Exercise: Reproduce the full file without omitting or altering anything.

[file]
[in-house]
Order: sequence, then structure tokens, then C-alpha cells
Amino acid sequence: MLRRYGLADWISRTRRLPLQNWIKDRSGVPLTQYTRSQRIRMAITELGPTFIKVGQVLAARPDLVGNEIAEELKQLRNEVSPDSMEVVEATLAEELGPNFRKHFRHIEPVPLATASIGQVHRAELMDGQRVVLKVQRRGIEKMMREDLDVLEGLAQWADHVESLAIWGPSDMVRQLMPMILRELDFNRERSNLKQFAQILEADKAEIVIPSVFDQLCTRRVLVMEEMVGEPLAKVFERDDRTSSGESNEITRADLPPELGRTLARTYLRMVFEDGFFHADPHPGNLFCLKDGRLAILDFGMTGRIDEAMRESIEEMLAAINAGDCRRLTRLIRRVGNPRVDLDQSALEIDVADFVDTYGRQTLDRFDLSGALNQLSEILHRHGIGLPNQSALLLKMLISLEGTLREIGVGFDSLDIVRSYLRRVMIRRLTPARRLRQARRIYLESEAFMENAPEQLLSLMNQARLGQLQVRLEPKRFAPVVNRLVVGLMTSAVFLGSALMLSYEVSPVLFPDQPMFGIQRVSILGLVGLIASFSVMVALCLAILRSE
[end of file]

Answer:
[in-house]
Order: sequence, then structure tokens, then C-alpha cells
Amino acid sequence: MLRRYGLADWISRTRRLPLQNWIKDRSGVPLTQYTRSQRIRMAITELGPTFIKVGQVLAARPDLVGNEIAEELKQLRNEVSPDSMEVVEATLAEELGPNFRKHFRHIEPVPLATASIGQVHRAELMDGQRVVLKVQRRGIEKMMREDLDVLEGLAQWADHVESLAIWGPSDMVRQLMPMILRELDFNRERSNLKQFAQILEADKAEIVIPSVFDQLCTRRVLVMEEMVGEPLAKVFERDDRTSSGESNEITRADLPPELGRTLARTYLRMVFEDGFFHADPHPGNLFCLKDGRLAILDFGMTGRIDEAMRESIEEMLAAINAGDCRRLTRLIRRVGNPRVDLDQSALEIDVADFVDTYGRQTLDRFDLSGALNQLSEILHRHGIGLPNQSALLLKMLISLEGTLREIGVGFDSLDIVRSYLRRVMIRRLTPARRLRQARRIYLESEAFMENAPEQLLSLMNQARLGQLQVRLEPKRFAPVVNRLVVGLMTSAVFLGSALMLSYEVSPVLFPDQPMFGIQRVSILGLVGLIASFSVMVALCLAILRSE